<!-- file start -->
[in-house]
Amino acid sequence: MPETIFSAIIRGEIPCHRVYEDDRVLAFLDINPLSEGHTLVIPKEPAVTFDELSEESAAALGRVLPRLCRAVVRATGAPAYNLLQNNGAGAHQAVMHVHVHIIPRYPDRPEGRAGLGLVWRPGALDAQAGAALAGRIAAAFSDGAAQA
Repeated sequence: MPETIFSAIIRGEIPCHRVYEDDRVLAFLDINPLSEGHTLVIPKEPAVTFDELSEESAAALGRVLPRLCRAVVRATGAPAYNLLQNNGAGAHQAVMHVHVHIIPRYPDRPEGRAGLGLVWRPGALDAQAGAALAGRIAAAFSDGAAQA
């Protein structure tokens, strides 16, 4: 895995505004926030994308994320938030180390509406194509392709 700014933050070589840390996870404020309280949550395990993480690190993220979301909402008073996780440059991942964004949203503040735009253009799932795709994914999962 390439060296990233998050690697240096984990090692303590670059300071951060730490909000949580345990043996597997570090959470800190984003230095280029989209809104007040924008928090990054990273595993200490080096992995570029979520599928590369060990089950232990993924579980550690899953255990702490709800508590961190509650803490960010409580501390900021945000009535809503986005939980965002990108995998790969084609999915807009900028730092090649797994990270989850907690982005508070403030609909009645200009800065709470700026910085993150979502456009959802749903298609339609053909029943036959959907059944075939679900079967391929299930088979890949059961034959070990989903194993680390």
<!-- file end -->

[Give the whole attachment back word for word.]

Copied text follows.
[in-house]
Amino acid sequence: MPETIFSAIIRGEIPCHRVYEDDRVLAFLDINPLSEGHTLVIPKEPAVTFDELSEESAAALGRVLPRLCRAVVRATGAPAYNLLQNNGAGAHQAVMHVHVHIIPRYPDRPEGRAGLGLVWRPGALDAQAGAALAGRIAAAFSDGAAQA
Repeated sequence: MPETIFSAIIRGEIPCHRVYEDDRVLAFLDINPLSEGHTLVIPKEPAVTFDELSEESAAALGRVLPRLCRAVVRATGAPAYNLLQNNGAGAHQAVMHVHVHIIPRYPDRPEGRAGLGLVWRPGALDAQAGAALAGRIAAAFSDGAAQA
């Protein structure tokens, strides 16, 4: 895995505004926030994308994320938030180390509406194509392709 700014933050070589840390996870404020309280949550395990993480690190993220979301909402008073996780440059991942964004949203503040735009253009799932795709994914999962 390439060296990233998050690697240096984990090692303590670059300071951060730490909000949580345990043996597997570090959470800190984003230095280029989209809104007040924008928090990054990273595993200490080096992995570029979520599928590369060990089950232990993924579980550690899953255990702490709800508590961190509650803490960010409580501390900021945000009535809503986005939980965002990108995998790969084609999915807009900028730092090649797994990270989850907690982005508070403030609909009645200009800065709470700026910085993150979502456009959802749903298609339609053909029943036959959907059944075939679900079967391929299930088979890949059961034959070990989903194993680390």